The radio antennas generally fall into one of three classes of power:
- Class 1 is the most powerful class with an operating range up to 330 ft. (100m).
- Class 2 is the most commonplace class and operates up to 33 ft. (10m).
- Class 3 transmitters have the lowest power output with a range of 3.3 ft. (1m).
How Bluetooth Is Used
Bluetooth is used to connect devices in a range of different ways:
- Listen to music on wireless speakers.
- Print a document in another room.
- Talk hands-free on calls using a headset.
- Talk handsfree using the audio speaker in your car.
- Use a wireless mouse or keyboard.
- Download photos from a digital camera to a PC
Why Bluetooth is Not the Same as Wi-Fi
Bluetooth doesn’t depend on any central device like a WAP or router, and Wi-Fi doesn’t have a pairing requirement.
So, Wi-Fi signals cannot interfere with communications between Bluetooth devices even though both technologies may be using the same bandwidth. Bluetooth devices will still talk to each other even if both cellular and Wi-Fi are turned off.
Try it and see for yourself.
Disconnect your device from any wi-fi or mobile data network, and then play, say, music saved on your device through a Bluetooth-connected speaker.
You’ll hear the music loud and clear.
There’s no need for an internet connection.
We’re almost there on our voyage of understanding.
But let’s take a little detour to see how Bluetooth can work to connect multiple devices.
Bluetooth is Not Just Between Two Devices
I said earlier that Bluetooth is not a network technology.
But that is not strictly true because up to eight Bluetooth devices can automatically detect and connect at any one time. They can connect and disconnect at any time.
While connected, these devices form a temporary ad-hoc network that is called a piconet.
One of the eight, known as the master, assumes control of the piconet. The others, known as slaves, act on the commands of the master.
Each pair of devices uses a different one of the 79 channels that are available to Bluetooth in the 2.4 GHz radio frequency band, so they don’t interfere with one another.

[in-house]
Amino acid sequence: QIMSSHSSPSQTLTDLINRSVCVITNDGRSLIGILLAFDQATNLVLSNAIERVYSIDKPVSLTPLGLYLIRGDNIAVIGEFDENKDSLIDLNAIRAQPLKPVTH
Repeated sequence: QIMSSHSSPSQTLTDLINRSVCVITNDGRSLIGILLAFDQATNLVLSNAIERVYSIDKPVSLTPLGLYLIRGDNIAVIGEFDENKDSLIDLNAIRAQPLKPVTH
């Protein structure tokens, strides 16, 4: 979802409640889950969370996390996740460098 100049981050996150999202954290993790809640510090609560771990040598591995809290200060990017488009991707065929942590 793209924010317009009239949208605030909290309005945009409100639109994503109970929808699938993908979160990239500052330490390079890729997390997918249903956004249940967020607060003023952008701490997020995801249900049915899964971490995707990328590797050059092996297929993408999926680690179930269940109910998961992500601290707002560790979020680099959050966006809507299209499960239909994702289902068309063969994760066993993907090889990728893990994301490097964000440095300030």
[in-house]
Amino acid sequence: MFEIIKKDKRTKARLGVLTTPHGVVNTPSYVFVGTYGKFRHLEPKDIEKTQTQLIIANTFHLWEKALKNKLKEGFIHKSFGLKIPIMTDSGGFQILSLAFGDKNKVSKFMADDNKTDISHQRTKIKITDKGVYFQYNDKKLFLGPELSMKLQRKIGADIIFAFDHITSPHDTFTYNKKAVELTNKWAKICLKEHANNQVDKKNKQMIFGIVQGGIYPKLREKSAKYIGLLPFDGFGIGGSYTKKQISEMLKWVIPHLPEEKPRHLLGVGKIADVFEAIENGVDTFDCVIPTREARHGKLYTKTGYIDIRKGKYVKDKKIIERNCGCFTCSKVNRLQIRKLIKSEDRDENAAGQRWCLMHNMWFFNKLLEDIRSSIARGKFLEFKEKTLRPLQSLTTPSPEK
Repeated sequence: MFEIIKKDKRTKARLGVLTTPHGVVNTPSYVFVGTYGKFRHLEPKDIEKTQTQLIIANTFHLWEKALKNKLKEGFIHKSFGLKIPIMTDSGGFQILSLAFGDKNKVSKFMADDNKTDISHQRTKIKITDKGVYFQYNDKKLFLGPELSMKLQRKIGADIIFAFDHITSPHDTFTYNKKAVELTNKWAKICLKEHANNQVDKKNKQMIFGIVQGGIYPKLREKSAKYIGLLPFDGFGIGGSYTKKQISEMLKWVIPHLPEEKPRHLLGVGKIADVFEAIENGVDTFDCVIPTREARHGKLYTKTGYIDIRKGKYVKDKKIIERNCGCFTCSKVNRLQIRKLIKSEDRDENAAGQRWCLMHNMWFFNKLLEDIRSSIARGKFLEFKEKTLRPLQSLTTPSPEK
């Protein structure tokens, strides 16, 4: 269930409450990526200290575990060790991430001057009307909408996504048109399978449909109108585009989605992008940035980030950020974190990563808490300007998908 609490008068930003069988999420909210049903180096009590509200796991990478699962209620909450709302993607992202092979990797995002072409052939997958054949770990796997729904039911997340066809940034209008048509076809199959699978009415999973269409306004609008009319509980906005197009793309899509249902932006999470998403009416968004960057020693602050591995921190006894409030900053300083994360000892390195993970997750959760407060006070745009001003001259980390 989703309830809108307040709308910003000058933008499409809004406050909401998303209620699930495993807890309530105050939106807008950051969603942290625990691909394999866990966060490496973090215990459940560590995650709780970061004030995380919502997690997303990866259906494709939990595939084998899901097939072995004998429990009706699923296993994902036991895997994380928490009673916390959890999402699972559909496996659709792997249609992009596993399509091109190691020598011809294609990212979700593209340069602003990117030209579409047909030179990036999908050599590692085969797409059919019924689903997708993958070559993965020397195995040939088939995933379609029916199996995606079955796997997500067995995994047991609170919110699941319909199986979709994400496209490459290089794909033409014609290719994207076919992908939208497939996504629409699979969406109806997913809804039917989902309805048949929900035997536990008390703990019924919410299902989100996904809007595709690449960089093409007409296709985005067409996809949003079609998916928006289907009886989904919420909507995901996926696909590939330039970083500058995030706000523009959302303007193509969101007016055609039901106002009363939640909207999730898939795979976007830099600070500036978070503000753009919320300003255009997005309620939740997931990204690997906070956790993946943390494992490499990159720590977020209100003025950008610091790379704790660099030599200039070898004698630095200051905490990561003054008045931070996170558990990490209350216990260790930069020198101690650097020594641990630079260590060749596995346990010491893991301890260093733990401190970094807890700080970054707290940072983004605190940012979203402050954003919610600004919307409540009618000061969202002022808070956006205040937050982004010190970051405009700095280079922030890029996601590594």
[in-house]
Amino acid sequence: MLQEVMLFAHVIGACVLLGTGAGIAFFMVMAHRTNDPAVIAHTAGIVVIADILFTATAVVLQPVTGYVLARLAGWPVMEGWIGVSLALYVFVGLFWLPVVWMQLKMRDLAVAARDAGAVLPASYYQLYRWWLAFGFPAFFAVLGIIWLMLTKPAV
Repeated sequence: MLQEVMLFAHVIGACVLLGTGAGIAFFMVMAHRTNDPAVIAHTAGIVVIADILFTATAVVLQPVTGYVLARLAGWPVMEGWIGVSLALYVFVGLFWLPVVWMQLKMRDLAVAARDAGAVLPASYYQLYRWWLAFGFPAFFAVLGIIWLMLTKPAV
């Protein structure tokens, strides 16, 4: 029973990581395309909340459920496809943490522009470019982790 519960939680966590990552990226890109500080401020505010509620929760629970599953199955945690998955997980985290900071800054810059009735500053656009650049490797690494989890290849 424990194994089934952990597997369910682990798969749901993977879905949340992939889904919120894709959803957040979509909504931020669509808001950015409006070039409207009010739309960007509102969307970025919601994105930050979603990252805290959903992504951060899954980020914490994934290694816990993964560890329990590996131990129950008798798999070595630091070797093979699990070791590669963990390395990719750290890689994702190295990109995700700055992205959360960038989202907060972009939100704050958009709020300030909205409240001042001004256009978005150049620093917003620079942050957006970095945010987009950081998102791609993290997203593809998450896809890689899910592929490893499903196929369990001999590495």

A channel is picked randomly when two devices want to talk and randomly switch to another channel if that channel is already in use. This random switching is known as spread-spectrum frequency hopping.
It’s possible that other electrical appliances interfere with the signal between the two devices, so the hopping continues while they’re paired, with changes of frequency thousands of times per second. Not only does the hopping process reduce the possibility of interference, but it also improves security.
That’s what happens in one piconet.
But it can get more complicated than this as well.
Two or more different piconets can join and share information.
Such a grouping is known as a scatternet.
Are you still with me?
I think you’ll agree we now know how cellular, Wi-Fi, and Bluetooth technologies work.
Now it’s time to answer the following question.
Does Bluetooth Use Data?
The short answer is NO.
Let me explain.
We know the question “Does Bluetooth Use Data?” is shorthand wording for “Does Bluetooth Use Data that counts towards the monthly data allowance of my phone or mobile data contract?”
In other words, when I use my Bluetooth devices will that be recorded as data usage on my bill?
Now we know it doesn’t.
Because although data is being sent and received between two Bluetooth devices, that data is not seen by the cellular or Wi-Fi networks.
The data exchange is strictly between the two devices.
Both Wi-Fi and Bluetooth are found in almost every laptop, tablet, and smartphone.
But because they’re entirely different technologies they can be on and active at the same time, doing their own thing.
Data usage is not recorded for Bluetooth communications, whereas the phone company will record your data usage when you connect from your modem to the internet.
So, let’s say you’re using a mobile or wi-fi network to connect to the internet and stream a TV or Netflix program.
You’ll be charged for the data required to transmit the program, and your data allowance will reduce by the amount used.
But what if you use Bluetooth to extend the streaming of that program to a Bluetooth device?
Be assured you are not consuming extra data.
There will not be an additional hit to your pocket.
You are only charged for the amount between your modem and the internet.
Is There a Catch with Bluetooth Using Data?
On the surface, you would think so.
And it relates to the usage of apps on your smart device like a phone or a tablet or even a PC.
Bluetooth is so handy because it doesn’t use cables so when you use your Bluetooth headphones to listen to music, you can roam a little or work at your desk without wires getting in the way.
What happens when the music you’re enjoying is via your Spotify or Pandora app on your smart device?
Yes, the songs are transmitted to your headphones, but that’s over a paired Bluetooth connection between the headphone and the phone.
And there’s no cost to that.
You only pay for the data transmitted to your smart device over the phone company’s network by way of using the app.
You’ve chosen to listen to streaming music, and it is that data coming from the internet which has a cost not the continuation of the data to your Bluetooth headphones.
If you already have music loaded on your smart device, there is no cost for transmitting it from the device to your Bluetooth headphones.